McAULEY SCHENKER GROUP
© Dave Ling - January 1992
previously published in RAW magazine
He doesn’t look bonkers to me, anyway. There’s been more uncharitable, unfair things written and said about Michael Schenker over the last few years than all but the most rhinoceros-skinned individual could bear, but the man sitting opposite me seems quite unconcerned that so many of his movements and decisions have been misconstrued. By the appearance presented here in this west London hotel, the Michael Schenker of 1992 is a self-confident, quietly spoken but firmly assured character. He insists that he’s been sober for more than three and a half years now, the banning of booze and drugs from his system – in tandem with attendance of many self-help seminars – awakening a strong peace-loving and humanitarian streak. And it’s contagious. A while in his company is time beneficially spent.
On the way home after our meeting a motorist pulls over at the side of the road to enquire directions, and I’m surprised to find myself telling him to drive safely. What the hell’s going on? As with kindred spirit Dan Reed, it’s easy to poke fun at some of Schenker’s beliefs, but this dog-eat-dog world of ours would be a far better, kinder place were we to adopt some of the guitarist’s philosophies.
Michael and trusty McAuley Schenker Group sidekick Robin McAuley are in town to promote MSG’s latest album, which has been given the imaginative title of ‘MSG’. Following on the heels of ‘Perfect Timing’ (1987) and ‘Save Yourself’ (1989), it’s the third disc the pair have made together since McAuley arrived from the Far Corporation and Grand Prix. Perhaps inevitably, ‘MSG’ boasts many of the same strengths and imperfections as its predecessors.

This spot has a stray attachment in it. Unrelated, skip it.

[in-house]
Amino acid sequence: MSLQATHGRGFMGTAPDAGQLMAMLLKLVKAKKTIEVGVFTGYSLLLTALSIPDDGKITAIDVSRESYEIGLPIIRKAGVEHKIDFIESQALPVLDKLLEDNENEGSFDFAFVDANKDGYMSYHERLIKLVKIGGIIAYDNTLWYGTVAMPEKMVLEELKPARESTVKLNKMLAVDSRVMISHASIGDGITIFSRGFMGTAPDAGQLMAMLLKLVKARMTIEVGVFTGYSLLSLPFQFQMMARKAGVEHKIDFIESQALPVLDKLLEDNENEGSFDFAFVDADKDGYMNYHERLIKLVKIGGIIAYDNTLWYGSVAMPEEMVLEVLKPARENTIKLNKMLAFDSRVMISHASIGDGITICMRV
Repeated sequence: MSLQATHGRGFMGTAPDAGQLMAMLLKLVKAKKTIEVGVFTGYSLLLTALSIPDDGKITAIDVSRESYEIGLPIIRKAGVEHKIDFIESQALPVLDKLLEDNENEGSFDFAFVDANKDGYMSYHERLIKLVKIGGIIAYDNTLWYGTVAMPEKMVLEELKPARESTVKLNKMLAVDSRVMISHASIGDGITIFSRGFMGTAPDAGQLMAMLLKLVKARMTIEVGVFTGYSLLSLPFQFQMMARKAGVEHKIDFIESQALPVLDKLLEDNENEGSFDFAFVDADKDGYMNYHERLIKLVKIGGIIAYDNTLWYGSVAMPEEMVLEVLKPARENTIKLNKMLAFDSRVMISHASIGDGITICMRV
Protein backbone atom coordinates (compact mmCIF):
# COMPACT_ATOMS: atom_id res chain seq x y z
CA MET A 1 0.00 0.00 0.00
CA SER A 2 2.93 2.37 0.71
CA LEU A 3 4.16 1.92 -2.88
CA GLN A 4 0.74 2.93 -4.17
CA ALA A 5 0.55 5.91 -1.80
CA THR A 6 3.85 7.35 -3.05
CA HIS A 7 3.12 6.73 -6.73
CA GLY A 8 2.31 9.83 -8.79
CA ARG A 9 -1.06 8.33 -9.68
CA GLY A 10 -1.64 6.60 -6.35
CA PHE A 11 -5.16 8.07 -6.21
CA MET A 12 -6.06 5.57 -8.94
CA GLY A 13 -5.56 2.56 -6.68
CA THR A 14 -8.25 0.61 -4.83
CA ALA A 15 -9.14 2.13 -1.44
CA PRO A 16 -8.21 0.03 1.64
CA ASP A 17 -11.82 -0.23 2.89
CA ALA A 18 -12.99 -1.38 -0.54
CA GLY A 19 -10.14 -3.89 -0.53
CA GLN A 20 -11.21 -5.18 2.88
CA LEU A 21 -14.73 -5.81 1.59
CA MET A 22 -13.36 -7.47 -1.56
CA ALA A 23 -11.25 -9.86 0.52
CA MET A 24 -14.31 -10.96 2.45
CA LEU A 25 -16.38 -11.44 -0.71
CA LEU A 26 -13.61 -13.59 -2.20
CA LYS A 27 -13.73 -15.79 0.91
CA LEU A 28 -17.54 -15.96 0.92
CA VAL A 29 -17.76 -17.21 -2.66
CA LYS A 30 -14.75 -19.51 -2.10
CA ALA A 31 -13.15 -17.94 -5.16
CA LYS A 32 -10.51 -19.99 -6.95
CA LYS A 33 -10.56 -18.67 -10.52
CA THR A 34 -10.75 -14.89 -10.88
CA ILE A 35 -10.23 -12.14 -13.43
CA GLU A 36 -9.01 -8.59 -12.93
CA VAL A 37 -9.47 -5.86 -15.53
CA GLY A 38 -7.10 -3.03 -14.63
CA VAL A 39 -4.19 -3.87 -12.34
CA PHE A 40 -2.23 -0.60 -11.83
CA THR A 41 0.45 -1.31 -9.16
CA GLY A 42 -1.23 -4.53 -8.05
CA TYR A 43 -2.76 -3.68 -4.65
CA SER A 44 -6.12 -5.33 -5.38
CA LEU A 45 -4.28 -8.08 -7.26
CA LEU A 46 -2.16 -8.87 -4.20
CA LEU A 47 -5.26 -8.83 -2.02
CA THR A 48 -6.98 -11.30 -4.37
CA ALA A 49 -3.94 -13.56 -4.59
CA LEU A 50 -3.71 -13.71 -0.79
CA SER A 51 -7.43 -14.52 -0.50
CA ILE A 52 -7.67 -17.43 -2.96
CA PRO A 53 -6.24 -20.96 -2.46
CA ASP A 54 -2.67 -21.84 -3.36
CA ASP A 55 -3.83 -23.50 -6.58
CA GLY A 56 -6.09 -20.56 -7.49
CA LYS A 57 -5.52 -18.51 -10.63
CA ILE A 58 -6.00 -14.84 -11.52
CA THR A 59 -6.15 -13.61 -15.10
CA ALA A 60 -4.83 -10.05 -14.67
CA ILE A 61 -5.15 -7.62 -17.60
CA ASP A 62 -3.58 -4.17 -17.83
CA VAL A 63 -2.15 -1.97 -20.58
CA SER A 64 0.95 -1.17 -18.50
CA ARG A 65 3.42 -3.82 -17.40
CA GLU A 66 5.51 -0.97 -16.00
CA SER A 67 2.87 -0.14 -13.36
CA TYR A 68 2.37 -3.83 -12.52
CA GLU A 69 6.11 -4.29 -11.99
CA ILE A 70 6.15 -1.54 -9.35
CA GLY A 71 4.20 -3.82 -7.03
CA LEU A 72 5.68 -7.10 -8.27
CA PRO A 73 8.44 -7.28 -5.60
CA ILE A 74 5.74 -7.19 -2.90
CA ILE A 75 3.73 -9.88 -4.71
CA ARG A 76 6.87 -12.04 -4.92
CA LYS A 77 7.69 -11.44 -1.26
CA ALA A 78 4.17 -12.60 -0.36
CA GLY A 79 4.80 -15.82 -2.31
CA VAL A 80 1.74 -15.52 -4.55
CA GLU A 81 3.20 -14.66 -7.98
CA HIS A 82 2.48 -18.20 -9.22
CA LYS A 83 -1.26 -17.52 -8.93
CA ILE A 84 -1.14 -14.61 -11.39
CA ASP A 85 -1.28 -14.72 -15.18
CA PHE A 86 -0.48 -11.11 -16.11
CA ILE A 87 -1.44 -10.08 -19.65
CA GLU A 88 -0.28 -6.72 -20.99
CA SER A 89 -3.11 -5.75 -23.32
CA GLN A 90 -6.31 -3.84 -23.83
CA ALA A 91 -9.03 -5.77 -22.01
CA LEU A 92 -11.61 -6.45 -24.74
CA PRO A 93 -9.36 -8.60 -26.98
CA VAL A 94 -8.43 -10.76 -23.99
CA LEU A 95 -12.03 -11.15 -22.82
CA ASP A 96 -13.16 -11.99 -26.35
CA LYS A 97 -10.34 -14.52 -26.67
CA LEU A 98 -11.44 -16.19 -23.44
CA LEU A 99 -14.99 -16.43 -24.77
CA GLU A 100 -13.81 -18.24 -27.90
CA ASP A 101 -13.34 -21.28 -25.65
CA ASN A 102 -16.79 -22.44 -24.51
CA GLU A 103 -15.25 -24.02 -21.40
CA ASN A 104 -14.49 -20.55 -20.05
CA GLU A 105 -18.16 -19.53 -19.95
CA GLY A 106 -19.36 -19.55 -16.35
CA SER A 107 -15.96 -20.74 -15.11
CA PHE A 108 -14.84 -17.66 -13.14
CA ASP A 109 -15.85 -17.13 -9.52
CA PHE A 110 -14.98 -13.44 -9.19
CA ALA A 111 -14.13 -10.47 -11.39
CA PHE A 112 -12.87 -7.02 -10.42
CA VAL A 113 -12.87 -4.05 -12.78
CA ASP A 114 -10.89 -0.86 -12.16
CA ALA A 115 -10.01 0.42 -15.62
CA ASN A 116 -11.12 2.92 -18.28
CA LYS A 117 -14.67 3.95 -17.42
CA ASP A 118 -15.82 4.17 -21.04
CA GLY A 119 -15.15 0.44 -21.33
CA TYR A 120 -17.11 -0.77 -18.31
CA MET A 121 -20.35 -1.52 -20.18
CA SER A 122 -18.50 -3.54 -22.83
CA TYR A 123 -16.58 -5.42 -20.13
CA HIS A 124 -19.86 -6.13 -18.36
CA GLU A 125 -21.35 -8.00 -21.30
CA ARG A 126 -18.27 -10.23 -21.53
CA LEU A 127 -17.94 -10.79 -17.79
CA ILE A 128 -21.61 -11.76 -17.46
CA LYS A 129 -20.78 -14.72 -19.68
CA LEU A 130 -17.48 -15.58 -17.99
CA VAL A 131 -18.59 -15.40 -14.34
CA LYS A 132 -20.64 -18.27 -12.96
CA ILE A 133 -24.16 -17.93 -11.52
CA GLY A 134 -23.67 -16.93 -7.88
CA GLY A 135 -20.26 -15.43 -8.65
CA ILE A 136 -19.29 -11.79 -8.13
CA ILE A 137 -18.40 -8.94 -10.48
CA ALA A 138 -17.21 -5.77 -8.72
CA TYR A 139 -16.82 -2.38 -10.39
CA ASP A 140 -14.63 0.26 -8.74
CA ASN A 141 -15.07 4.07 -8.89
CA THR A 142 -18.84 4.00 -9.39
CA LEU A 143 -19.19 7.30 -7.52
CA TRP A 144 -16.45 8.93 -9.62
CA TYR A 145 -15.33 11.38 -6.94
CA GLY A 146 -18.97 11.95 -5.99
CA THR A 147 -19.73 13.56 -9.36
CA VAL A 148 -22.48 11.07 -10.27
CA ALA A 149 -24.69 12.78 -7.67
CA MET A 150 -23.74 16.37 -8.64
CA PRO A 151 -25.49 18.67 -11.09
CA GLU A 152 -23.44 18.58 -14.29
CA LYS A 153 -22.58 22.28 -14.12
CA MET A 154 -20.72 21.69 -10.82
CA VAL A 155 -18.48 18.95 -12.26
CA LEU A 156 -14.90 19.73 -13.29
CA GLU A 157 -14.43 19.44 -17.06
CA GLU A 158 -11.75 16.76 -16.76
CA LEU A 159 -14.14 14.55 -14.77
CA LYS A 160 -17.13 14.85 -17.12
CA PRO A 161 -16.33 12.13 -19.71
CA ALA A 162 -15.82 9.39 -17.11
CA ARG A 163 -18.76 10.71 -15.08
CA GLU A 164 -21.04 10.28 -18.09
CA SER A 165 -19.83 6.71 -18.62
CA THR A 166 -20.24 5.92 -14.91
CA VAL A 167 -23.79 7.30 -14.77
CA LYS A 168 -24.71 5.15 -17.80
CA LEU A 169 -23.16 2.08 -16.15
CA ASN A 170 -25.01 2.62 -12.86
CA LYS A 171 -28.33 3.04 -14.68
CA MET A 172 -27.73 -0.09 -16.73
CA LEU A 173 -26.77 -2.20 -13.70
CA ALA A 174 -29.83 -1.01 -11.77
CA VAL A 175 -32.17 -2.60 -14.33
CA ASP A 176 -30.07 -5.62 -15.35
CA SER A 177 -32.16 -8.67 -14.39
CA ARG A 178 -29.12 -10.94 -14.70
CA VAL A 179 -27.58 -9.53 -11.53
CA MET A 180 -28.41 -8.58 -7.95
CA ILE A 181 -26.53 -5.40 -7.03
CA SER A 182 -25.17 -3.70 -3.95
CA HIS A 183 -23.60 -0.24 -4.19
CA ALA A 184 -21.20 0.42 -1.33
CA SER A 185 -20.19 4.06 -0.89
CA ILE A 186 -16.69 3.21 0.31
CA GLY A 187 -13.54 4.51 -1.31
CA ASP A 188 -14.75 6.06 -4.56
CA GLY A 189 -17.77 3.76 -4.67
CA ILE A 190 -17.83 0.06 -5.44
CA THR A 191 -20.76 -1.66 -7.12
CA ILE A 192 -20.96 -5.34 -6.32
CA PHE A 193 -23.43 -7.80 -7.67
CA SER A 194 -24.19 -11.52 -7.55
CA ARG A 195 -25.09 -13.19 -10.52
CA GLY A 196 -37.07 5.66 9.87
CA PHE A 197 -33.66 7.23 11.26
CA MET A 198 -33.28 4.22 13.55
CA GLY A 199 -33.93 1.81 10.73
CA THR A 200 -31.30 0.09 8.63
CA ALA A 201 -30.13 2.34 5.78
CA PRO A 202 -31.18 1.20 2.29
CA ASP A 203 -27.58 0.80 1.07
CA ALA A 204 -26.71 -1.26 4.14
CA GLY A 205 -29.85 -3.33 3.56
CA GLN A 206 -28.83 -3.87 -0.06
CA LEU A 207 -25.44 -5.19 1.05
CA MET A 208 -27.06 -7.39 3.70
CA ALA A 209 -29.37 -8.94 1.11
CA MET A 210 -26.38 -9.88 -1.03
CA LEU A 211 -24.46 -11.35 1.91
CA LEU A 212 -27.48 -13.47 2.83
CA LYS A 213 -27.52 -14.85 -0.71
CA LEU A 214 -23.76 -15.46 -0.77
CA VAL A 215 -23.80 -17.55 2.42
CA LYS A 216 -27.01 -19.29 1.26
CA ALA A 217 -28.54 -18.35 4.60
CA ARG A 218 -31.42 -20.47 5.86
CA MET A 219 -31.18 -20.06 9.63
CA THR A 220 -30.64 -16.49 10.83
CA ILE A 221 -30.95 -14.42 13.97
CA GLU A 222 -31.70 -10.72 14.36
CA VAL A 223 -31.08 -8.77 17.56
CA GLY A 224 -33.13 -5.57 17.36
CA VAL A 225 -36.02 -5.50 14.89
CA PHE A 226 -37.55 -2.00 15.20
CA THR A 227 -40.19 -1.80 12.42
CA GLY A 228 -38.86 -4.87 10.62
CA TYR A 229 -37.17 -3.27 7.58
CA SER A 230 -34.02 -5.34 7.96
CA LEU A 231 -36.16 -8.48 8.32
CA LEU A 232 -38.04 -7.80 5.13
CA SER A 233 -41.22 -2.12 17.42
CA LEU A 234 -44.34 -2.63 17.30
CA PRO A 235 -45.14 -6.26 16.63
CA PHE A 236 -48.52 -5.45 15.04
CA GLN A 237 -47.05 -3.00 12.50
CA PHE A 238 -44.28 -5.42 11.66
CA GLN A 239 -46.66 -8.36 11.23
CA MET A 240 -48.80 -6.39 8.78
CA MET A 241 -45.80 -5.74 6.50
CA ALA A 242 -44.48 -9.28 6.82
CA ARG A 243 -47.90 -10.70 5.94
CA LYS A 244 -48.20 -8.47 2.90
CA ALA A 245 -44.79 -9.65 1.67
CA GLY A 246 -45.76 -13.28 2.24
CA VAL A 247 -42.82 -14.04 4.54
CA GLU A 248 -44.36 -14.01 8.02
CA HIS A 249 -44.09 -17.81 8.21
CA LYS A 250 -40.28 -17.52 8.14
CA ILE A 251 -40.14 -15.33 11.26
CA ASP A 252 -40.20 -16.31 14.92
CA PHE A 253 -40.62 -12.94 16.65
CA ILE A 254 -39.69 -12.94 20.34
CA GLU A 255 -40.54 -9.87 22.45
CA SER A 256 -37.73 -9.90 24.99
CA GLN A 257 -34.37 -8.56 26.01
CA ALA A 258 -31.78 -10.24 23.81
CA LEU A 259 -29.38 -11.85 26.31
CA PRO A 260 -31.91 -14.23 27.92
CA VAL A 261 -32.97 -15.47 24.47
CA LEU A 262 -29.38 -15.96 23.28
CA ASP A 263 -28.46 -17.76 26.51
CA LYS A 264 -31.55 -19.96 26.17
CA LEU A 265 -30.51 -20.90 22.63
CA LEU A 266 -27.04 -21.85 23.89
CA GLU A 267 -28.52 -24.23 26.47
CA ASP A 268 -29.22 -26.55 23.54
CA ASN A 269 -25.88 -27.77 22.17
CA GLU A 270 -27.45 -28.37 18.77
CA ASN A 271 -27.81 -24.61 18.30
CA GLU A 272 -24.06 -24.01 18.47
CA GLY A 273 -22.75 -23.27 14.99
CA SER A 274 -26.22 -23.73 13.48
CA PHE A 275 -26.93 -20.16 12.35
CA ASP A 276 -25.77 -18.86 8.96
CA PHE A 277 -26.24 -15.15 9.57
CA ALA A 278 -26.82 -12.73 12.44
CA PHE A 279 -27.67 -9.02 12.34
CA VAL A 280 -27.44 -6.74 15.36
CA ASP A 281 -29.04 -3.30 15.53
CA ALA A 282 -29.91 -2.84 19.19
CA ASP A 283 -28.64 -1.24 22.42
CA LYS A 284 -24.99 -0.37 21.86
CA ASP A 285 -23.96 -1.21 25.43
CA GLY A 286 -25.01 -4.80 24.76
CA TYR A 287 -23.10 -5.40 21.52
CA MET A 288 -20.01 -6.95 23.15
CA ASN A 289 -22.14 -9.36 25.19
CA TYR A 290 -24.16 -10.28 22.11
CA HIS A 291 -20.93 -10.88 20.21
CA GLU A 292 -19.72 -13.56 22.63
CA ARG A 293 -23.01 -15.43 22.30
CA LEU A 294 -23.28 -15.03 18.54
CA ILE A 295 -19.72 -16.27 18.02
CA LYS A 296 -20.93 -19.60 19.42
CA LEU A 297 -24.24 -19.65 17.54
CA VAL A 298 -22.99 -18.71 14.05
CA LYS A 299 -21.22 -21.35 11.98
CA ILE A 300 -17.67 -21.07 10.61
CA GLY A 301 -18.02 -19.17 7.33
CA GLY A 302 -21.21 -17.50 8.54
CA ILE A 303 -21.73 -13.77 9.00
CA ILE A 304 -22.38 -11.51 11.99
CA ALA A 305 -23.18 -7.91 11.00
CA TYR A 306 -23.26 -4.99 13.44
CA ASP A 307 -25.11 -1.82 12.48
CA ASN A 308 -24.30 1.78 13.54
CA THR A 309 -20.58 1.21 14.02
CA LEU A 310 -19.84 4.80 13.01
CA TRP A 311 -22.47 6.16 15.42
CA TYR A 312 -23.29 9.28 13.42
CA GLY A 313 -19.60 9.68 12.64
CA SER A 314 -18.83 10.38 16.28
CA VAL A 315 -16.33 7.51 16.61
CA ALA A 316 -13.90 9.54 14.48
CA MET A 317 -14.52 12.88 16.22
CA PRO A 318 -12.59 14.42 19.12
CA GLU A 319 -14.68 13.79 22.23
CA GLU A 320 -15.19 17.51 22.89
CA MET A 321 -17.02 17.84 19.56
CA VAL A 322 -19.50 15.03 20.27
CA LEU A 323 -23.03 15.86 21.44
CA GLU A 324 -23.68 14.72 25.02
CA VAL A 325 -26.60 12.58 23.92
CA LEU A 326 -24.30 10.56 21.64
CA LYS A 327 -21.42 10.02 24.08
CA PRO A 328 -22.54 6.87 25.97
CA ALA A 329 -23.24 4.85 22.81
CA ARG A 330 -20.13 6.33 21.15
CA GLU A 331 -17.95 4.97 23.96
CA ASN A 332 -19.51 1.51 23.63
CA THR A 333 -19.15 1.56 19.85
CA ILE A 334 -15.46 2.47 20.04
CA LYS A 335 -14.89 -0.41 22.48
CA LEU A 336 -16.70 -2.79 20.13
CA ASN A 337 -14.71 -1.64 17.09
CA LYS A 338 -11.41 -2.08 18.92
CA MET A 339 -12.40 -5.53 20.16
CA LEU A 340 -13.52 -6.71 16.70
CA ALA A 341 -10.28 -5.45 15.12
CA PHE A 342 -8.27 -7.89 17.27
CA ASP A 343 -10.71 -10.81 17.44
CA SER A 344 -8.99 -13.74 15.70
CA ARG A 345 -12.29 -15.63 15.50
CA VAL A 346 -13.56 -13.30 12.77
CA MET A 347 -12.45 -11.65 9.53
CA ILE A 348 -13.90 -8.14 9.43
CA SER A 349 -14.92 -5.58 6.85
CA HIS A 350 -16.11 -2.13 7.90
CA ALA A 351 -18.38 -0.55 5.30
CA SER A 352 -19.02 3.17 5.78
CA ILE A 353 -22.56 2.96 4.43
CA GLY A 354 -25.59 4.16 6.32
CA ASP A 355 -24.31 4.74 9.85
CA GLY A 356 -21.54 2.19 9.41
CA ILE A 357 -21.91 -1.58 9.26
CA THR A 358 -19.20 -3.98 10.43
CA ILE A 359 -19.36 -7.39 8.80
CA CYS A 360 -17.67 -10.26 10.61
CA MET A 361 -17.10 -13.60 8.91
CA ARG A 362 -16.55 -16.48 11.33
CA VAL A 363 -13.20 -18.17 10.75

Shall we get down to the nitty-gritty? I’ve gotta be honest here and admit that Schenker’s post-UFO career hasn’t moved me greatly since ‘One Night At Budokan’, a 1981 double live platter served up by a line-up of Gary Barden on vocals, ex-UFO keyboard player/axeman Paul Raymond, Cozy Powell on drums and former SAHB bassist Chris Glen. Since then, the songs have often been too trite and throwaway, and the ever-shuffling personnel of the band has inevitably lacked cohesion. Elevator music for the metal generation is arguably the kindest way of describing the McAuley Schenker Group’s output.
"Rudolf and I decided that joining UFO was enough. Going further would probably
have put me underground, so I said no."
Schenker on turning down an offer to become a Rolling Stone.
Like it or not, however, Michael and Robin have forged a strong bond, the interplay between their guitar playing and vocals resulting in an identifiable combination. Occasionally, such as with rousing opener ‘Eve’ and the balladic ‘When I’m Gone’, they strike rich seams of gold. Nevertheless, to these ears MSG have too often seemed workmanlike rather than spectacular. But past sales have been respectable, so who am I to complain?
Due to time restrictions, Robin and Michael are to be interviewed separately. McAuley is up first, which when given the revealing nature of some of Schenker’s answers is perhaps fortunate. The singer is funny and friendly, but also occasionally contradicts his partner.